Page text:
So the sea life is not for you. Well that's understandable, it's an odd lifestyle.

    I'm afraid I can't speak directly to education in New Zealand - I'm in the US. But one of my brothers went to the Maritime Academy in Vallejo, California. I'll tell you what I know about the school he attended, just to give you a data point.

    The Maritime Academy offered three paths when he went there: working on the deck, working in the engine room, or a degree that combined the engine room education with a traditional Mechanical Engineering degree.

    A school like this would offer you a "bridge" from where you are, to where you want to be. Your experience would be helpful to get into a school like this (and maybe even help getting financial aid). Then, once you graduate with an ME degree, you could go anywhere with it. You wouldn't have to stay in the shipping industry because ME is extremely flexible degree!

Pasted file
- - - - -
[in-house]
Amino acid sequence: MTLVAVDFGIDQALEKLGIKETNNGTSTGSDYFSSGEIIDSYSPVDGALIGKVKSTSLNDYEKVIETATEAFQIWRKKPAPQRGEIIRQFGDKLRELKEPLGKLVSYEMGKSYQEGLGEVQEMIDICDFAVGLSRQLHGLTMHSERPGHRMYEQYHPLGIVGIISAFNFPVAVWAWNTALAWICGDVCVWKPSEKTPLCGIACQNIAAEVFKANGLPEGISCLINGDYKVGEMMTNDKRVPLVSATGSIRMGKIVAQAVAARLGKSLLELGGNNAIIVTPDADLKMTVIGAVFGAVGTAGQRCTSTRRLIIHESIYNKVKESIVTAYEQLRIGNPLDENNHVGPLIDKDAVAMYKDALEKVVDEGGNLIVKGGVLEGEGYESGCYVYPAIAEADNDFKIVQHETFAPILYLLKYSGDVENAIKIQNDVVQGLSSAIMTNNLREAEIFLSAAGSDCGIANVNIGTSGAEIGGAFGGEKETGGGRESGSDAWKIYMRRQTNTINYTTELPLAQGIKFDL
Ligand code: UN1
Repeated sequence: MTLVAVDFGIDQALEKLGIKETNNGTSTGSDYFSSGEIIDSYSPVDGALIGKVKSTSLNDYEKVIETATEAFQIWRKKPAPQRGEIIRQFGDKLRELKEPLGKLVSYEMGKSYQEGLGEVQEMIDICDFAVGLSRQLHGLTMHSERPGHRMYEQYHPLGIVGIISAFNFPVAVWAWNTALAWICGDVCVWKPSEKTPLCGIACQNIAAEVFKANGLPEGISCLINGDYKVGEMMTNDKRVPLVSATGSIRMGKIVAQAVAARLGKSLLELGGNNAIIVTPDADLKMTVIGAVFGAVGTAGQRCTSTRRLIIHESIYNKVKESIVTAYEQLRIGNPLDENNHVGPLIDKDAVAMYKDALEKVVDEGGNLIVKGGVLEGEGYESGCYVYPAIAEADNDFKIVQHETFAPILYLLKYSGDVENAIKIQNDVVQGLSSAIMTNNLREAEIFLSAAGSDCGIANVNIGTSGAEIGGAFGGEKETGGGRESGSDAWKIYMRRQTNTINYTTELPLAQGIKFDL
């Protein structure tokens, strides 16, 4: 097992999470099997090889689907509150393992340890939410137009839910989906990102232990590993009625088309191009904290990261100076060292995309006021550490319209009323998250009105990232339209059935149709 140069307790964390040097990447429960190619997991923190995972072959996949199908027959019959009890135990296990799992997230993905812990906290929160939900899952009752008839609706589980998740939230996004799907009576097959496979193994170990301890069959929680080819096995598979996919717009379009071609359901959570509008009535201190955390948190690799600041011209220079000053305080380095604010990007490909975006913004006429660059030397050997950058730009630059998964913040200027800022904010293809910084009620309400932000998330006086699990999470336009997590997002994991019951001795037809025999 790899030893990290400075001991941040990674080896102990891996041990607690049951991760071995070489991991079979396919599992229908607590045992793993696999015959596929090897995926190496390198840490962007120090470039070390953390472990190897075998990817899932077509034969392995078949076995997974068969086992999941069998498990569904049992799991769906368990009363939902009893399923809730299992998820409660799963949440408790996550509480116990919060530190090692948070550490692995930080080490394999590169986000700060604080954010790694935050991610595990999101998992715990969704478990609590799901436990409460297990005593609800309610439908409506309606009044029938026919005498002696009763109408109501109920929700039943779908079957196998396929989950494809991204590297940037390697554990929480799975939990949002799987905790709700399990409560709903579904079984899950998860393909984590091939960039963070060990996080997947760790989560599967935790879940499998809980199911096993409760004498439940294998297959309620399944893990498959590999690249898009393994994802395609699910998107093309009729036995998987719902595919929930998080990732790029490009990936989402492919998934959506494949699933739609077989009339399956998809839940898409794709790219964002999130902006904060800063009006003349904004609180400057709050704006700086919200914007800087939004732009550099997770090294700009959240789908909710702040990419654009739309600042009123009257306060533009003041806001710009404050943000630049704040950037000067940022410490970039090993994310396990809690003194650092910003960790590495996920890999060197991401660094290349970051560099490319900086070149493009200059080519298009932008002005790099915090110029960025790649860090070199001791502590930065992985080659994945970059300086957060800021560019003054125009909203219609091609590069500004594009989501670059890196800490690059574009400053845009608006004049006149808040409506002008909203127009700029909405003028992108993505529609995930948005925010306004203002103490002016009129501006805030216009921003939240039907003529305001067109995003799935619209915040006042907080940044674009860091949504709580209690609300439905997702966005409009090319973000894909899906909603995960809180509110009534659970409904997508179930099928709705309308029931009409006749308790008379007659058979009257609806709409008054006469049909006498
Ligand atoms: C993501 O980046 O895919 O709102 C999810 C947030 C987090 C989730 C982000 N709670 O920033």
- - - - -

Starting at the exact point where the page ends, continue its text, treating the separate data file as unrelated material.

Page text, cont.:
Do you have an equivalent of a school like this in NZ or maybe Australia?


  4. Jul 23, 2014 #3
    Hi Lisab,

    Thanks for the information! It is odd, and I can still remember the 5 minute naps I would steal when I had a chance, and the feeling of an "informational" thawing after being away for 6 months! It was plenty fun at times, but I like the interaction, technology and freedom on land (a landlubber!). Interesting stuff in the States! I am actually even considering the US, but I will have to secure financing first. While bridging over sounds good, I would prefer exposure to the latest technologies and a more traditional approach. Can you comment on the mechanical engineering program at Cal Maritime? On their international student page, they said they do not accept transfer credits, so 4 yrs study is required. Australia does have a similar program, but it really borders on offshore engineering, which is not what I'm looking for. At this point, I'm looking to apply to some traditional mech. eng. bachelors because of their breadth on the subject.
  5. Jul 23, 2014 #4